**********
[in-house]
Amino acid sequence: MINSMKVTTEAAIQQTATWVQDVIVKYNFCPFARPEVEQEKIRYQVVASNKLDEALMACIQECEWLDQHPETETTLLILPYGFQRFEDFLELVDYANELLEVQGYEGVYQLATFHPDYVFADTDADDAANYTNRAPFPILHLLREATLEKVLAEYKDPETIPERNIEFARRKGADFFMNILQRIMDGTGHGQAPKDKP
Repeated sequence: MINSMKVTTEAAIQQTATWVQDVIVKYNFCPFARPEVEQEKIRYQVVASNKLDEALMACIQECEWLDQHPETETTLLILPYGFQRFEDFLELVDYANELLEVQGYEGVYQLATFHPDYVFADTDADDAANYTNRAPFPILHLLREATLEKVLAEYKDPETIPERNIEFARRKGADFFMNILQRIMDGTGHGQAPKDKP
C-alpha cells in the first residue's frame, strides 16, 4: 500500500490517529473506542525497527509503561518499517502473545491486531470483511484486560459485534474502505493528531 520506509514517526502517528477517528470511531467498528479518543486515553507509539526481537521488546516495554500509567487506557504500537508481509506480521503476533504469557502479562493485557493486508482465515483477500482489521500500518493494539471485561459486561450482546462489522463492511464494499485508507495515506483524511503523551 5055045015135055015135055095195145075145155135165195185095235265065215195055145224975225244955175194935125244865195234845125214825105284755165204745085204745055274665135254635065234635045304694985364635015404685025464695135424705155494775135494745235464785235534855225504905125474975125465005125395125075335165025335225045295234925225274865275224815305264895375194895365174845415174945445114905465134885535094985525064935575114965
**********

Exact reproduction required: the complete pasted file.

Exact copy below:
[in-house]
Amino acid sequence: MINSMKVTTEAAIQQTATWVQDVIVKYNFCPFARPEVEQEKIRYQVVASNKLDEALMACIQECEWLDQHPETETTLLILPYGFQRFEDFLELVDYANELLEVQGYEGVYQLATFHPDYVFADTDADDAANYTNRAPFPILHLLREATLEKVLAEYKDPETIPERNIEFARRKGADFFMNILQRIMDGTGHGQAPKDKP
Repeated sequence: MINSMKVTTEAAIQQTATWVQDVIVKYNFCPFARPEVEQEKIRYQVVASNKLDEALMACIQECEWLDQHPETETTLLILPYGFQRFEDFLELVDYANELLEVQGYEGVYQLATFHPDYVFADTDADDAANYTNRAPFPILHLLREATLEKVLAEYKDPETIPERNIEFARRKGADFFMNILQRIMDGTGHGQAPKDKP
C-alpha cells in the first residue's frame, strides 16, 4: 500500500490517529473506542525497527509503561518499517502473545491486531470483511484486560459485534474502505493528531 520506509514517526502517528477517528470511531467498528479518543486515553507509539526481537521488546516495554500509567487506557504500537508481509506480521503476533504469557502479562493485557493486508482465515483477500482489521500500518493494539471485561459486561450482546462489522463492511464494499485508507495515506483524511503523551 5055045015135055015135055095195145075145155135165195185095235265065215195055145224975225244955175194935125244865195234845125214825105284755165204745085204745055274665135254635065234635045304694985364635015404685025464695135424705155494775135494745235464785235534855225504905125474975125465005125395125075335165025335225045295234925225274865275224815305264895375194895365174845415174945445114905465134885535094985525064935575114965